Press "Enter" to skip to content

The Edge emcees off-campus concert to bulk reputation

The Cabin Fever music festival attracted hundreds of people in its first year running.

“It was close to, if not more than, what we expected for the first year,” junior economics major and coordinator of the event Josh Campbell said. “Festivals take time before they really take off. ”

Cabin Fever was hosted in the East Peoria Event Center this past weekend.

“Festivals, even those which are indoor in cold, concrete spaces can really bring out the loving and community in a crowd like no other event can,” junior advertising major Ben Elkind said.

Cabin Fever featured about 20 bands including The Schwag, Art of ILL Fusion and Positive Vibr8ions.

“Cabin Fever seemed like a unique and totally stellar event,” Elkind said. “I’ve been to plenty of outdoor festivals, but certainly nothing like this before. I wanted to support something happening locally as well. I would definitely recommend this, but jam bands aren’t for everyone.”

Bradley radio station The Edge had a booth at Cabin Fever; they gave away free CDs, buttons and two tickets for upcoming music festival Spring Fling.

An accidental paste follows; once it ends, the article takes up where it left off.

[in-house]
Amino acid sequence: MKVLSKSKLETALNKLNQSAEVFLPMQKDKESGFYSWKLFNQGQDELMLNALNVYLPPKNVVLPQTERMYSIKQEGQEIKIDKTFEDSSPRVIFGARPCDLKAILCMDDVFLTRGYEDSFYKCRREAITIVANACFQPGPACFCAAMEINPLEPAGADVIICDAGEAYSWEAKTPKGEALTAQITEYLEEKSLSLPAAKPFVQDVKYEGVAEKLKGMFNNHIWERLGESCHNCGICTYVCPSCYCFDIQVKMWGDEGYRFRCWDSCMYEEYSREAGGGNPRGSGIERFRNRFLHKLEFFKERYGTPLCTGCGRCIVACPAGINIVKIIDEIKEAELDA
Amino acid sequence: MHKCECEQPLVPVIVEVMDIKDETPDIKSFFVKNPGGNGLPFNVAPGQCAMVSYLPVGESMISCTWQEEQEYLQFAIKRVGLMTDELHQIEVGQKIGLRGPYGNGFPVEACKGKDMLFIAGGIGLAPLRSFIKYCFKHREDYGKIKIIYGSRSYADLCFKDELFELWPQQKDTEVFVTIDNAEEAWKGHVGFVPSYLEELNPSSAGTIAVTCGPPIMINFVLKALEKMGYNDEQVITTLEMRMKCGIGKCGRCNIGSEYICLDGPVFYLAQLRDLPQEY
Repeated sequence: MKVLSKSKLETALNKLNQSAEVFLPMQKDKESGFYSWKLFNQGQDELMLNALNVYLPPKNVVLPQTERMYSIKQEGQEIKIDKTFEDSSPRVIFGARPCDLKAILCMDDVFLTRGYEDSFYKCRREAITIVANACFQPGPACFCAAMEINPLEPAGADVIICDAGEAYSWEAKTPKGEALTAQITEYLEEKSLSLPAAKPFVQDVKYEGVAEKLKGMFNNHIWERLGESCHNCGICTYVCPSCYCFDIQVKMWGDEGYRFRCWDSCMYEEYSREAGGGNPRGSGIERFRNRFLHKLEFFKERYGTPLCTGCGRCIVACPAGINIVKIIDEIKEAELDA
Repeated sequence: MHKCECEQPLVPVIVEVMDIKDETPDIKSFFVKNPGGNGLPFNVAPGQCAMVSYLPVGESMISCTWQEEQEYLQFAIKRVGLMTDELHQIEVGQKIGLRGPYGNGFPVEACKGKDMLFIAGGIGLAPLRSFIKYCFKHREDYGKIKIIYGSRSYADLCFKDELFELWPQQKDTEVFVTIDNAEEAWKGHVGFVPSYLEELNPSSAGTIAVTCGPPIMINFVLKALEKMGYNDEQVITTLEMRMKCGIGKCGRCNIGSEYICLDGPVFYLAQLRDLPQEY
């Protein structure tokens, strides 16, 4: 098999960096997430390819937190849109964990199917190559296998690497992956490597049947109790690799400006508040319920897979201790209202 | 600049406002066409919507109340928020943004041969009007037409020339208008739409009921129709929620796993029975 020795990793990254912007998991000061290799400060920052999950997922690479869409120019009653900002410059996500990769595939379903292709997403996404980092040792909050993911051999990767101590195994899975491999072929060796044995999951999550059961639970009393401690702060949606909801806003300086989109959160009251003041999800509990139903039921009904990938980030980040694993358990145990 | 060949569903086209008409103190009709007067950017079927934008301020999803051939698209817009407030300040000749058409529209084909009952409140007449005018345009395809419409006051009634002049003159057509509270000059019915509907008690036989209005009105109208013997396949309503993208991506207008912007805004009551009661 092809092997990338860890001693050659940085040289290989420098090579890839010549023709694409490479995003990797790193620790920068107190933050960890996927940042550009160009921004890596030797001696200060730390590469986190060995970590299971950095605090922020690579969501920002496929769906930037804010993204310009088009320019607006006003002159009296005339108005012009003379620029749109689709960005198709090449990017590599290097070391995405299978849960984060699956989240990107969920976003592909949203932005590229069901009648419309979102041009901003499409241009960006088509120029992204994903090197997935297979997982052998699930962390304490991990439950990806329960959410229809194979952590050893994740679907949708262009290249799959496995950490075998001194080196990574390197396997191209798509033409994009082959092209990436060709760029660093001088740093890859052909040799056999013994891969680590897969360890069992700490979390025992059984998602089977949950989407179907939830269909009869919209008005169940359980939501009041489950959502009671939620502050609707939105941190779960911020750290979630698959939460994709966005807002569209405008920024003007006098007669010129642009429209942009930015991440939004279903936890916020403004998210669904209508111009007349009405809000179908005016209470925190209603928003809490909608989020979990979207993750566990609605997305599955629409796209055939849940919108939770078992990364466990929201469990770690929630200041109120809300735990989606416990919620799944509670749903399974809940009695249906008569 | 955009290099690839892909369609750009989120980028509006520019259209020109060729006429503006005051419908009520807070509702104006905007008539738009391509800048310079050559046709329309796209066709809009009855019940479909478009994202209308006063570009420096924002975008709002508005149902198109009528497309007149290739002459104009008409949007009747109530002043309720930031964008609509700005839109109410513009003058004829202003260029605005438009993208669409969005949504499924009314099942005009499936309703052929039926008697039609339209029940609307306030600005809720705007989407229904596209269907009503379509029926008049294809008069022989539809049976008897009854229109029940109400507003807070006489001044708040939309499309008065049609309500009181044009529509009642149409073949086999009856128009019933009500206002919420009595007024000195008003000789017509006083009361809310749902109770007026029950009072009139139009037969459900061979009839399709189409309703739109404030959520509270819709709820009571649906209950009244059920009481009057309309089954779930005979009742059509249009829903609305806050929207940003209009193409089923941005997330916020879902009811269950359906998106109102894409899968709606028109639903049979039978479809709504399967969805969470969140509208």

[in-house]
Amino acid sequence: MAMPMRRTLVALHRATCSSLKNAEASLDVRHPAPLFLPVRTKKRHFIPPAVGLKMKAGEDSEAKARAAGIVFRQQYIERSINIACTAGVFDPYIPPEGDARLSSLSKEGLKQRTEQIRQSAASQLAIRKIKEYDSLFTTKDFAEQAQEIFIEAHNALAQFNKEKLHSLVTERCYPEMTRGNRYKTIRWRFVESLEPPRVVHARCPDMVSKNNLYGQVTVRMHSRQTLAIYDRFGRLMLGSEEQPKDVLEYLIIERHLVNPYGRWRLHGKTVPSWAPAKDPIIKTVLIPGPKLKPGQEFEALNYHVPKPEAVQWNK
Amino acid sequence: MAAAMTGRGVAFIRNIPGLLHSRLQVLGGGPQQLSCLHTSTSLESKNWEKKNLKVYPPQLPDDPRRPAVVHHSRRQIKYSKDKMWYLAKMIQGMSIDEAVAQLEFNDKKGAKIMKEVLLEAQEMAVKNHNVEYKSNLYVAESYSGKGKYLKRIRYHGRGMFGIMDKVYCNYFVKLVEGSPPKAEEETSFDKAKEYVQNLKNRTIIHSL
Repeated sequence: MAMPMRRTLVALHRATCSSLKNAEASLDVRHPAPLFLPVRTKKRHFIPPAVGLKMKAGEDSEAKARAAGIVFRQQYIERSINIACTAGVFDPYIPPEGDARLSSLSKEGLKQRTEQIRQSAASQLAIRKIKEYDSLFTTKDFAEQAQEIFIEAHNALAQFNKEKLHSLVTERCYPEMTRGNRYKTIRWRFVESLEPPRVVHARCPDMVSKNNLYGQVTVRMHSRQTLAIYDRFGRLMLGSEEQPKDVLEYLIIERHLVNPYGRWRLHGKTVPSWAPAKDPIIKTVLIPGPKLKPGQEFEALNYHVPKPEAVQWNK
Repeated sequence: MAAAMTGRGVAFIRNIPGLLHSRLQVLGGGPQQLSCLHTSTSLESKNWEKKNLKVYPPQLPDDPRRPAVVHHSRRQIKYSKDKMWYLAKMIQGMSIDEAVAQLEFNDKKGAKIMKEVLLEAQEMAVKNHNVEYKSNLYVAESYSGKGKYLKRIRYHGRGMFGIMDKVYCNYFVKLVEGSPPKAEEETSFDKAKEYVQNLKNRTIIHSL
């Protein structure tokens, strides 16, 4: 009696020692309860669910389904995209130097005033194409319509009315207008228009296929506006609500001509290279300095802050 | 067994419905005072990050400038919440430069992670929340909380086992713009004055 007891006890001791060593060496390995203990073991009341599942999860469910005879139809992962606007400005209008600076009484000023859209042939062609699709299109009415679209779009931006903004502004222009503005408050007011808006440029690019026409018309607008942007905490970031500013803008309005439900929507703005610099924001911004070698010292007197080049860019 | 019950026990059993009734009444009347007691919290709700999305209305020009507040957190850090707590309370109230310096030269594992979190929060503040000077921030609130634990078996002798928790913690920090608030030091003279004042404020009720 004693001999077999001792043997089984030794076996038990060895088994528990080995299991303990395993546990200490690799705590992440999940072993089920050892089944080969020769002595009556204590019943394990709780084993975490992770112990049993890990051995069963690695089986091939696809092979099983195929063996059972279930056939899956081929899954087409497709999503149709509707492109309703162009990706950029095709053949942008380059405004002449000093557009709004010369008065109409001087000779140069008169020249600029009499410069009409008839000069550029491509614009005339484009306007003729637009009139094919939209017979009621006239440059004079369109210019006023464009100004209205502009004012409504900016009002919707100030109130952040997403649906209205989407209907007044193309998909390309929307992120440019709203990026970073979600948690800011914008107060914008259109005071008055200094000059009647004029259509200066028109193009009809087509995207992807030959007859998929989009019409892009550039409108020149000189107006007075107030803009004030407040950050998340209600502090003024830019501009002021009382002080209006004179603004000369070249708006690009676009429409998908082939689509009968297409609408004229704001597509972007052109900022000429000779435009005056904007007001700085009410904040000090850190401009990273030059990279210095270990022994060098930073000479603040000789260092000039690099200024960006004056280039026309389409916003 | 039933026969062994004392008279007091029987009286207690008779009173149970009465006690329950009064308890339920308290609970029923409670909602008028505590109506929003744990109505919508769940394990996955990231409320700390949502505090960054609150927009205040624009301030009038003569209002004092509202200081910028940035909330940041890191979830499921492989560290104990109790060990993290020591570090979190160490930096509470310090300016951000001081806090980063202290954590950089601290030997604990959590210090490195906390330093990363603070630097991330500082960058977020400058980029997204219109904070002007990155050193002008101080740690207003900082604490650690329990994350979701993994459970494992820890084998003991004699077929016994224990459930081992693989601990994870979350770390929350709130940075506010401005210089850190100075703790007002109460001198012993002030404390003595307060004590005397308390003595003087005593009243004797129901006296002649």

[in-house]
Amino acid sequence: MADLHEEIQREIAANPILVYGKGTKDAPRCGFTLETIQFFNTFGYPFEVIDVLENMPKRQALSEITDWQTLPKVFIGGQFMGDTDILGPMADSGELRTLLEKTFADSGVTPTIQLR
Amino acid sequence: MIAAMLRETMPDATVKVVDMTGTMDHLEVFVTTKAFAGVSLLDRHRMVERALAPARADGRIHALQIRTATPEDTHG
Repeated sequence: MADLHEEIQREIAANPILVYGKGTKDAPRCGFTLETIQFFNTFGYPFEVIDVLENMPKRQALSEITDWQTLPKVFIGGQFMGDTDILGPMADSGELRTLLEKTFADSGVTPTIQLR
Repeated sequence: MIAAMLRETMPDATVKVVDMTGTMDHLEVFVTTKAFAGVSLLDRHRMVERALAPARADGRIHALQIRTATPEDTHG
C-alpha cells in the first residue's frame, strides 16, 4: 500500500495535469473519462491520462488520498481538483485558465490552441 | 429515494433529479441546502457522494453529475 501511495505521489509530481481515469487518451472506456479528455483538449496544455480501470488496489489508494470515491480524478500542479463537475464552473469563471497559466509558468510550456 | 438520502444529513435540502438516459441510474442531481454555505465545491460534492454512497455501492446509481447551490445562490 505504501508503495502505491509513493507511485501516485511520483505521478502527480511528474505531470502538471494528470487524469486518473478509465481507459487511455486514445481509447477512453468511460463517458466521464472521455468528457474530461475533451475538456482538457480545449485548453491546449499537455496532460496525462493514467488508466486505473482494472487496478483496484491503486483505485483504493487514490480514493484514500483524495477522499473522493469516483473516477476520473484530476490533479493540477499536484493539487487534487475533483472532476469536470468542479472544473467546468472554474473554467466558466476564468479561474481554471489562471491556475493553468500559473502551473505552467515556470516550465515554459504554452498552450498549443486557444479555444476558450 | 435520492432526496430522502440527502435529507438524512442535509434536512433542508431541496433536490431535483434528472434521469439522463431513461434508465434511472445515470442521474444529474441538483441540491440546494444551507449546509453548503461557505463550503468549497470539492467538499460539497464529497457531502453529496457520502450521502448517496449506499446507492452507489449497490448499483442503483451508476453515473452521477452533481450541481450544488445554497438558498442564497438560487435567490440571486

“[It’s] free promotion, we got to be here and help out Josh,” junior journalism major Louis Amberg of The Edge said. “We got to be around a lot of cool bands. It’s nice to get our name outside of Bradley.”

The Edge emceed bands throughout the event.

“We are announcing all the bands which allows us to really network and get the name out there,” Amberg said.

Junior psychology and philosophy major Lane Baird of The Edge said he enjoyed the music highlighted at the event.

“I would consider myself pretty in with this music,” he said. “It is what we play.”

Junior advertising major Morgan Steffens said she enjoyed the event.

“I would attend again especially if there are more bands, bigger names and [the] same prices [$25 cover charge],” she said.

There were bongos, guitars, incense and tents at the event, and many in attendance said they were relaxed.

“Generally, [it’s] a pretty chill environment with a lot of rad artists doing their thing for a small crowd,” Elkind said.

For the Edge, having such a high profile at the event allowed for the station to have a presence outside of the university.

“I think being there might legitamize the station in the Peoria landscape,” Elkind said. “We’re just now starting to connect with other promoters and to connect with other concert producers.”

Steffens said she felt like it was a miniature indoor camp.

“Josh Campbell had a great idea,” Steffens said. “A few things to improve on: beer prices, promotion and possibly a few more bands. Hopefully next year will have a better turn out.”